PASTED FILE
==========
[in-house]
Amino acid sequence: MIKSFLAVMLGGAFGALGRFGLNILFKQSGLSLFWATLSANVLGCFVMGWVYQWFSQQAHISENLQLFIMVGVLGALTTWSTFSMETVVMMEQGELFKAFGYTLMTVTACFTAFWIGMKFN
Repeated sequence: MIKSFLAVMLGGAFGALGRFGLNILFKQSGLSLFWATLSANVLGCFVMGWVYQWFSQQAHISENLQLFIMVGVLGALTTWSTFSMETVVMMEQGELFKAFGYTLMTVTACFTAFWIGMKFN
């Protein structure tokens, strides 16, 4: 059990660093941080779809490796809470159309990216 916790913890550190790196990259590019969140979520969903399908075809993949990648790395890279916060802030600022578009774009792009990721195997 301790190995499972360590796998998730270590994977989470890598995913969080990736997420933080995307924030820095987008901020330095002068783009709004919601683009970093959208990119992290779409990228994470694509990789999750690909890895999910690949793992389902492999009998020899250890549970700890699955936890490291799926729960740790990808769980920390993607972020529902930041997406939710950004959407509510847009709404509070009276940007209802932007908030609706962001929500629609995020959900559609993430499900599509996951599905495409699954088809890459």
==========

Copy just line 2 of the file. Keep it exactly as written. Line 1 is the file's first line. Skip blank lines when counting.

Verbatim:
Amino acid sequence: MIKSFLAVMLGGAFGALGRFGLNILFKQSGLSLFWATLSANVLGCFVMGWVYQWFSQQAHISENLQLFIMVGVLGALTTWSTFSMETVVMMEQGELFKAFGYTLMTVTACFTAFWIGMKFN